The expression lớn have something in common refers to lớn two or more people in a family sharing similar interests, likes và dislikes.

If you’re asked, “What vì chưng you and your family like lớn do?” you could talk about your shared interests. “My siblings, cousins và I have many things in common. We enjoy camping, cycling và playing board games.”

The opposite of this would be “I don’t have much in common with my brothers. They’re much older than me và we have different interests.”

To be named after

To be named after someone is khổng lồ give someone the same name (usually the same first name) as an older family member. This is commonly done in honor & respect for the older person.

For example, if you say, “I was named after my grandmother,” it would mean you have the same name as your grandmother. So if your grandmother’s name is Esther, your name would also be Esther.

To get along with

To get along with means to lớn have sầu a good relationship with someone.

If you say, “I get along very well with my younger sister,” it means you agree on many things and have sầu a good relationship. The opposite would be “I don’t get along with my cousin,” which means the relationship between you and your cousin isn’t very good.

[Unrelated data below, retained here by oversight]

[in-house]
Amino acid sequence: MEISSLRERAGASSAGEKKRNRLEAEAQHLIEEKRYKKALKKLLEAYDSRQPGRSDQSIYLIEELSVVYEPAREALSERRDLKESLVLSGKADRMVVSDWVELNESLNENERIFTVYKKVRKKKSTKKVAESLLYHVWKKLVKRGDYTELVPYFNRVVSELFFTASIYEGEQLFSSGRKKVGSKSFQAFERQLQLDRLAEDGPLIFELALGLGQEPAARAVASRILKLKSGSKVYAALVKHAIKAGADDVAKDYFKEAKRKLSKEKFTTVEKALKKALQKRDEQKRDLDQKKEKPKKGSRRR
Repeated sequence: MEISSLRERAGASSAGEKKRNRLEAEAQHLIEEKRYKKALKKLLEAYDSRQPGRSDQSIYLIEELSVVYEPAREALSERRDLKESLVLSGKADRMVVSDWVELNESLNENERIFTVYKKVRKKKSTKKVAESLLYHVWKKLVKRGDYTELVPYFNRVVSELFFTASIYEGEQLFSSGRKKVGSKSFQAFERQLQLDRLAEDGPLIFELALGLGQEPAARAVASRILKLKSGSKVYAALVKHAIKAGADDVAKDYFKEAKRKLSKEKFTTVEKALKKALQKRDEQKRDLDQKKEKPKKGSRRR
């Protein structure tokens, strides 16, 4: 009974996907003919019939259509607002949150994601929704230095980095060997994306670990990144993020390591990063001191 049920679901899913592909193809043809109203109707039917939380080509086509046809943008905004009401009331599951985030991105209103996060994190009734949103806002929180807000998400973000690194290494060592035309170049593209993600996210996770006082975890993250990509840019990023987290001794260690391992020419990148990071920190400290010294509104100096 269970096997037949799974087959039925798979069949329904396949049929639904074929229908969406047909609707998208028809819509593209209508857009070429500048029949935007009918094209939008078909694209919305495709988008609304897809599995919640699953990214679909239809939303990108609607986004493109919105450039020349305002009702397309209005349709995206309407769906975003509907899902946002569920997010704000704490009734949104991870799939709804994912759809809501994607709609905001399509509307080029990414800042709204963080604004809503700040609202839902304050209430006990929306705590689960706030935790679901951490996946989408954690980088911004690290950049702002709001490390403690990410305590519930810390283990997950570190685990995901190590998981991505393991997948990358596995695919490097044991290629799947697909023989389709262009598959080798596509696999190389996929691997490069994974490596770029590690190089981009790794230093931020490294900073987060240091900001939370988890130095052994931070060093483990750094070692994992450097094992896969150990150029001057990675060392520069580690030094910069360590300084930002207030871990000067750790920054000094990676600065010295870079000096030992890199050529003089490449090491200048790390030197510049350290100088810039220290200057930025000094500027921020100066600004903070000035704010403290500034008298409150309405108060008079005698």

To be on good terms

To be on good terms also means khổng lồ have sầu a good relationship with someone.

If you and your sister get along very well, then you’d say, “I’m on good terms with my sister.” The opposite would be “I’m not on good terms with my cousin.” If you and your cousin are not even talking khổng lồ each other, you’d say, “I’m not on speaking terms with my cousin.”

To be cthua to

To be cthua trận to means that you have sầu a close relationship that cannot easily be broken.

If you say, “I’m very close to my mother & sister,” you’re saying that the three of you enjoy being together, get along very well & have a strong relationship.

To look up to

To look up to means lớn respect and admire someone else.

If you say, “I’ve sầu always looked up to my older brother,” it means you respect & admire the things he says and does.

To get together

To get together means to meet up and vì things together.

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If someone asks you, “How often bởi vì you see your family?” you might say, “We get together every weekkết thúc to lớn play soccer, watch a movie or eat pizza.”

To start a family

To start a family means lớn start having children. You might hear your parents ask you, “When are you and your husband/wife going lớn start a family? I want grandchildren!”

Or maybe your brother just sent a text and so you Hotline your best friover saying, “I just heard that my brother & sister-in-law are planning lớn start a family. That means I’m going to lớn become an aunt (or uncle) soon!”

So there, now you’re ready to lớn answer any question about your family, whether you’re on that summer vacation or at that weekend barbecue.

Oh, and now that your brother’s planning lớn start a family, you’ll have sầu more parties khổng lồ attkết thúc & more opportunities to use this awesome vocabulary!

Download: This blog post is available as a convenient và portable PDF that youcan take anywhere. Cliông chồng here lớn get a copy. (Download)